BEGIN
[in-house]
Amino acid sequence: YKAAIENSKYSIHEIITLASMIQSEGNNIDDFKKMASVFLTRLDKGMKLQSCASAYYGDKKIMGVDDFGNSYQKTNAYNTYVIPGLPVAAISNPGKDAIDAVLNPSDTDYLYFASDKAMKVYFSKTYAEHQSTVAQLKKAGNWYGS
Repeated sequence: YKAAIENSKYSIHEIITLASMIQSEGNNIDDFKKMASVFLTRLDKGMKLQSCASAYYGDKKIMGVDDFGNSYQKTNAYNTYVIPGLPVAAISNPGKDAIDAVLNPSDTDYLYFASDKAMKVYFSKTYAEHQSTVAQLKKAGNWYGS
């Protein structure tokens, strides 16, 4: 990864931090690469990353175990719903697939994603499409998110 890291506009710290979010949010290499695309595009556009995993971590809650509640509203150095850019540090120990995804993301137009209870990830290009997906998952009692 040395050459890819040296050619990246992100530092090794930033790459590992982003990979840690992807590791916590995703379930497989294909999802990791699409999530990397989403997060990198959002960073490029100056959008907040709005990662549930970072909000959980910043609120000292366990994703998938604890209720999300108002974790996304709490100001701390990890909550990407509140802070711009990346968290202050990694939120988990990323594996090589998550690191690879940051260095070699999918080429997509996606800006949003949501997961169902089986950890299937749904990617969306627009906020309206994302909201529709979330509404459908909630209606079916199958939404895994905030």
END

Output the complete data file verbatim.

[in-house]
Amino acid sequence: YKAAIENSKYSIHEIITLASMIQSEGNNIDDFKKMASVFLTRLDKGMKLQSCASAYYGDKKIMGVDDFGNSYQKTNAYNTYVIPGLPVAAISNPGKDAIDAVLNPSDTDYLYFASDKAMKVYFSKTYAEHQSTVAQLKKAGNWYGS
Repeated sequence: YKAAIENSKYSIHEIITLASMIQSEGNNIDDFKKMASVFLTRLDKGMKLQSCASAYYGDKKIMGVDDFGNSYQKTNAYNTYVIPGLPVAAISNPGKDAIDAVLNPSDTDYLYFASDKAMKVYFSKTYAEHQSTVAQLKKAGNWYGS
């Protein structure tokens, strides 16, 4: 990864931090690469990353175990719903697939994603499409998110 890291506009710290979010949010290499695309595009556009995993971590809650509640509203150095850019540090120990995804993301137009209870990830290009997906998952009692 040395050459890819040296050619990246992100530092090794930033790459590992982003990979840690992807590791916590995703379930497989294909999802990791699409999530990397989403997060990198959002960073490029100056959008907040709005990662549930970072909000959980910043609120000292366990994703998938604890209720999300108002974790996304709490100001701390990890909550990407509140802070711009990346968290202050990694939120988990990323594996090589998550690191690879940051260095070699999918080429997509996606800006949003949501997961169902089986950890299937749904990617969306627009906020309206994302909201529709979330509404459908909630209606079916199958939404895994905030």